Professor Sachs then invited the panel to comment on Joshua’s statements and facilitated a conversation on feedback and implementation of supports, what advice should be given to senior administrators, current research projects and programs at panelist universities, strategies to engage students, and more.
The following are takeaways from the 1-hour conversation. Watch the full webinar recording here.
Partnerships need to exist:
- Based on Queen’s University U-Flourish Student Wellbeing Research of pandemic and pre-pandemic cohorts of students, those surveyed during the pandemic displayed higher risk of students screening positive for anxiety, depressive symptoms and sleep problems, as well as self-harm
- When thinking about mental health and wellbeing, a lot of the issues faced are broader than that of the university and are public health and community issues
- There is a lack of access issue and a service issue even prior to the pandemic in terms of mental health access for youth
- Data from ICES and Paul Kurdyak show that in a 10-year span there's been a 66 percent increase of transitional youth seeking care, which could likely be post-secondary students using the emergency department as their first point of access (not a holistic or warm way to first meet the mental health system)
- To address student mental health and wellbeing, partnerships need to exist between hospitals, universities, police forces, and organizations, and it is important to co-design 'with students, for students' rather than taking a top-down approach.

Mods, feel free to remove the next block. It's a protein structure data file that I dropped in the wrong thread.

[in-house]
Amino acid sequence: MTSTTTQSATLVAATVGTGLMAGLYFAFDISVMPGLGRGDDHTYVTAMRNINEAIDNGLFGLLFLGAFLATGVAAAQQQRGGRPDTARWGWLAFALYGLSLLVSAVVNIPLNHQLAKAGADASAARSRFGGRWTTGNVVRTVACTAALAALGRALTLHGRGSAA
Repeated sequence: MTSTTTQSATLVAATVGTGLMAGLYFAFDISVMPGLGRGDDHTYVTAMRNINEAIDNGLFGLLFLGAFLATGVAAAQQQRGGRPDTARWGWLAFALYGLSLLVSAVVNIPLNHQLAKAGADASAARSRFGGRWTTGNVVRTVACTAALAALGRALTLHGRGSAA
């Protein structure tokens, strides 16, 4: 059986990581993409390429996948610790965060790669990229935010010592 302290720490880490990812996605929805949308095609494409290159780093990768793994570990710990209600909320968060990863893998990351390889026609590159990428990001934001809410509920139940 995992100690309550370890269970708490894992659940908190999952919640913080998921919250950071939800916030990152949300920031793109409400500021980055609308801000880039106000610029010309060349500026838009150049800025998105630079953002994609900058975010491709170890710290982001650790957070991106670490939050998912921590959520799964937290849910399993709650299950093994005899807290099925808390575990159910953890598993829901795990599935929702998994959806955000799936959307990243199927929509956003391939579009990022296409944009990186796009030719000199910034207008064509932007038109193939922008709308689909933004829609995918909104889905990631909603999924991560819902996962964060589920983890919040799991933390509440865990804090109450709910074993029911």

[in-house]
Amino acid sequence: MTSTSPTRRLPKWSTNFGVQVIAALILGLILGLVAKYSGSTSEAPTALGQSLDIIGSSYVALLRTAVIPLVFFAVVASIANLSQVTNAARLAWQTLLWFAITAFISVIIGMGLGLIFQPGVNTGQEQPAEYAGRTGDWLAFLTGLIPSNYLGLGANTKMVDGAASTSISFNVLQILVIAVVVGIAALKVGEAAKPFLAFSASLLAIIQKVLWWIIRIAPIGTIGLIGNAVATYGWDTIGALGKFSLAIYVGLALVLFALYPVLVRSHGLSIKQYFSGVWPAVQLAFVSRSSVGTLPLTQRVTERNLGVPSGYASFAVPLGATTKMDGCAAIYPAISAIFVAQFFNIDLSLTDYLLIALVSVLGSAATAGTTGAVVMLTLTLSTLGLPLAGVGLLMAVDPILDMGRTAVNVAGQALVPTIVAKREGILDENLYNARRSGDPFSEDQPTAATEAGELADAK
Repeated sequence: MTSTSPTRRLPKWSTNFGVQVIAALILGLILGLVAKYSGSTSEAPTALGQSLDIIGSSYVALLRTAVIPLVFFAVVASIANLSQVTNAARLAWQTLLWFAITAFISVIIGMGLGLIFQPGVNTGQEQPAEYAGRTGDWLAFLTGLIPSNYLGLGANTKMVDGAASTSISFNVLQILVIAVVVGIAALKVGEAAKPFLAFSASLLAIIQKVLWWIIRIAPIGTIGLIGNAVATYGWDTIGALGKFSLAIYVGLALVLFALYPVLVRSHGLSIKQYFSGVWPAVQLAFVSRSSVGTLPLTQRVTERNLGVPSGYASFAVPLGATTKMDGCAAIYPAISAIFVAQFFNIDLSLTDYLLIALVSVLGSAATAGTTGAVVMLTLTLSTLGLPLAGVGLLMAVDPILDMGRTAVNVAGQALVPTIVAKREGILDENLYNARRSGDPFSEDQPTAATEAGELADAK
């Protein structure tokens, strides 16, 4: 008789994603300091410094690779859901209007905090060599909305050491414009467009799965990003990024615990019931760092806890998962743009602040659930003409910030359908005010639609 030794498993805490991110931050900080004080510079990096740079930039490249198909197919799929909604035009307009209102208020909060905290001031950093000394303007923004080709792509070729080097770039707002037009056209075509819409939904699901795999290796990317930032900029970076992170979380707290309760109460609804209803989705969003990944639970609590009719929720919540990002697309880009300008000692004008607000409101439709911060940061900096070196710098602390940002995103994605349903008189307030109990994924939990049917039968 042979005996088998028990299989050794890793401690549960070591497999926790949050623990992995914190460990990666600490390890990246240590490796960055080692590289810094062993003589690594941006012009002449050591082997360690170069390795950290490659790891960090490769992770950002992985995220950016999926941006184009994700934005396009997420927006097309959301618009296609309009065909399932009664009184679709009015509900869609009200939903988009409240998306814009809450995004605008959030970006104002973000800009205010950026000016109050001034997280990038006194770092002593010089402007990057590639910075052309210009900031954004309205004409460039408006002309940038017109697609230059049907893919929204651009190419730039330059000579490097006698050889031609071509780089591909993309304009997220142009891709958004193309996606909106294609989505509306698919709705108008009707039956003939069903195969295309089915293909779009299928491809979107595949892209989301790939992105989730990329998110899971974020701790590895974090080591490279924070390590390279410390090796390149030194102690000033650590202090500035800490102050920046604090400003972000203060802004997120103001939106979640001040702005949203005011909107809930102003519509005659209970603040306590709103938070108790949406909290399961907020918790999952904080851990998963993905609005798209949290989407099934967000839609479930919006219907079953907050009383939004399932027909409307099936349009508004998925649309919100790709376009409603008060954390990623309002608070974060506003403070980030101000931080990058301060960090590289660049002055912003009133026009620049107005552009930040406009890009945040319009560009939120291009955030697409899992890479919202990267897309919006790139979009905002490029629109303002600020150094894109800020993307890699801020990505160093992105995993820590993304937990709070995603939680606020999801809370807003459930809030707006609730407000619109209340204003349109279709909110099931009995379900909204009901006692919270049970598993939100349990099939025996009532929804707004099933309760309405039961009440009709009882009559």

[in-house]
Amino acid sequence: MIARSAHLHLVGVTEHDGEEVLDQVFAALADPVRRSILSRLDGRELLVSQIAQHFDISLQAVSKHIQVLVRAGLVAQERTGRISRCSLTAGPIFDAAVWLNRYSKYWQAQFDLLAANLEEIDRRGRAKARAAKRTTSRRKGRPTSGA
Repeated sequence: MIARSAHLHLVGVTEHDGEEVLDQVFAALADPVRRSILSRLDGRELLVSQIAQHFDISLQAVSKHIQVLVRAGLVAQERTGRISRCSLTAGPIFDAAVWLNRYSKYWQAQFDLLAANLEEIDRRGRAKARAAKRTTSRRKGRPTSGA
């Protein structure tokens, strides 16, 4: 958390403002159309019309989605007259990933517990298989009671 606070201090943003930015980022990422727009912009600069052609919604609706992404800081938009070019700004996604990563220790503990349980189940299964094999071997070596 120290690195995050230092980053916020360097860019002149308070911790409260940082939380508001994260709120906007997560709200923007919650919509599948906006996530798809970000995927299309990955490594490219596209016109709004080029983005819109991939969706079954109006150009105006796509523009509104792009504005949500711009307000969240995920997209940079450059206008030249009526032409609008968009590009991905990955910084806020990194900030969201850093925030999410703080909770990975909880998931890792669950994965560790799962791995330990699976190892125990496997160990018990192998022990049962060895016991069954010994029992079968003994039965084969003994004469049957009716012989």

- Partnerships between institutions must also exist: Coordination of asks to government officials, community agencies, on behalf of our students. Dalhousie has had success with their Advancement department and donors funding programs that have been packaged together with evidence and solid rationale to why and how resources would improve outcomes and our supports for students
“We've had a system of fractured mental health system in Canada prior to the pandemic. It's now brought sort of central. We there were various inequities, and they are heightened… And we need to have even more understanding, compassion, caring moving forward. So, it's not so much getting used to, it's actually keeping our foot on the gas pedal and actually driving the agenda that the pandemic has afforded us.” - Dr. Andrea Levinson
Students must be engaged and aware of resources
- Partnership with students is integral: Resources must be coordinated or rationalized into care pathways based on best evidence and students must be consulted to inform how to tailor those pathways for increased engagement
- If students are not engaging with resources or educated on the value that they bring, they are not likely to utilize
- University of Toronto is working on an open access system, using access as the key point and multiple forms of access that feels friendly. Using students to co-design those access points including virtual, in-person, asynchronous, and synchronous is key when the student needs support right away
- Not one size fits all: Students need to be met where they are at in terms of their willingness to engage. Some may come in for a one-off meeting, not really being sure what they want, and navigation to a support they are not aware of in the health and wellness centre may suffice